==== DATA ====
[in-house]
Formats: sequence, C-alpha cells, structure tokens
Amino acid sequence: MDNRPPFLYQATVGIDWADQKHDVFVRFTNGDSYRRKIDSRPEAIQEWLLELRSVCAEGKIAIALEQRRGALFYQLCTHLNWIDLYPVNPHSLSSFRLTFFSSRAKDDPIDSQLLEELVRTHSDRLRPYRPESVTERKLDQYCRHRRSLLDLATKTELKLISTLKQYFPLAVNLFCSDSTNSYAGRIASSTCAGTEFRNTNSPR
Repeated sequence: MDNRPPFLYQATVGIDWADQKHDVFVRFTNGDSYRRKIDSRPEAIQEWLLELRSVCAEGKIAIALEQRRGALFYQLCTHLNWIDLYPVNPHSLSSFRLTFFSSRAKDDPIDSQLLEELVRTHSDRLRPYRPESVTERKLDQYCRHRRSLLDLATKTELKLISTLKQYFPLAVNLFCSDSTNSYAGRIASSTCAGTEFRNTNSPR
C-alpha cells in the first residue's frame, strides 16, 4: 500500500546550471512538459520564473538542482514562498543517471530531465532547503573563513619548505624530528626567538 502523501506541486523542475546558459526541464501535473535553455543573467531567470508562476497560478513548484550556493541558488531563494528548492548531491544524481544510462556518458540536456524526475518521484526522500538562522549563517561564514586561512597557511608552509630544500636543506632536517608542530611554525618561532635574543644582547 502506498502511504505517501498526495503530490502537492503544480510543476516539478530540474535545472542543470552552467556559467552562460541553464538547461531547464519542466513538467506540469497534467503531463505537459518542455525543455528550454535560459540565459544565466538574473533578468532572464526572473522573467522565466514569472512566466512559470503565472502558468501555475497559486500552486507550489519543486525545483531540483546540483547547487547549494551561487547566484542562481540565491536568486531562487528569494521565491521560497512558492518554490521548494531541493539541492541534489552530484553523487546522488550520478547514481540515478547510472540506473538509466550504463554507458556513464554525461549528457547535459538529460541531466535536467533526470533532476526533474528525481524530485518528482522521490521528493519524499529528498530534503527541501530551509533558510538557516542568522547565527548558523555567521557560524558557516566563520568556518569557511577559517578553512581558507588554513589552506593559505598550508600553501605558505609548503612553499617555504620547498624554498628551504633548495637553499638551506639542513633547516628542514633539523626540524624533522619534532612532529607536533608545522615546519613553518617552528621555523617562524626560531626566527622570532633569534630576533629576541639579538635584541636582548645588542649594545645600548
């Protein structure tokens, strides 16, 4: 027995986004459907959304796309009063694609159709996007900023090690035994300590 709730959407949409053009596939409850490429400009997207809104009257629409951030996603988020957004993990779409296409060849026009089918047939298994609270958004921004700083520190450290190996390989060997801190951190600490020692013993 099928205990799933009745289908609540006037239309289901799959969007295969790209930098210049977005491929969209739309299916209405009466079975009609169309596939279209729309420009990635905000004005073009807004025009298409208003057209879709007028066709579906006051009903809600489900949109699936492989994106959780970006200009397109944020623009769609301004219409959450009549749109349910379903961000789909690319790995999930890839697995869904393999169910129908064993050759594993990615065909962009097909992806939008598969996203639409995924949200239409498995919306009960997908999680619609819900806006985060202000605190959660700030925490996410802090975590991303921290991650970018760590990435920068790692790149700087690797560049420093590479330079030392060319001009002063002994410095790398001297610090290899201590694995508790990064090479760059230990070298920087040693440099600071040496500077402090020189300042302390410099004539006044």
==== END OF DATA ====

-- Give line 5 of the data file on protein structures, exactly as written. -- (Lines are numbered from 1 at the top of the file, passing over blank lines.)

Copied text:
C-alpha cells in the first residue's frame, strides 16, 4: 500500500546550471512538459520564473538542482514562498543517471530531465532547503573563513619548505624530528626567538 502523501506541486523542475546558459526541464501535473535553455543573467531567470508562476497560478513548484550556493541558488531563494528548492548531491544524481544510462556518458540536456524526475518521484526522500538562522549563517561564514586561512597557511608552509630544500636543506632536517608542530611554525618561532635574543644582547 502506498502511504505517501498526495503530490502537492503544480510543476516539478530540474535545472542543470552552467556559467552562460541553464538547461531547464519542466513538467506540469497534467503531463505537459518542455525543455528550454535560459540565459544565466538574473533578468532572464526572473522573467522565466514569472512566466512559470503565472502558468501555475497559486500552486507550489519543486525545483531540483546540483547547487547549494551561487547566484542562481540565491536568486531562487528569494521565491521560497512558492518554490521548494531541493539541492541534489552530484553523487546522488550520478547514481540515478547510472540506473538509466550504463554507458556513464554525461549528457547535459538529460541531466535536467533526470533532476526533474528525481524530485518528482522521490521528493519524499529528498530534503527541501530551509533558510538557516542568522547565527548558523555567521557560524558557516566563520568556518569557511577559517578553512581558507588554513589552506593559505598550508600553501605558505609548503612553499617555504620547498624554498628551504633548495637553499638551506639542513633547516628542514633539523626540524624533522619534532612532529607536533608545522615546519613553518617552528621555523617562524626560531626566527622570532633569534630576533629576541639579538635584541636582548645588542649594545645600548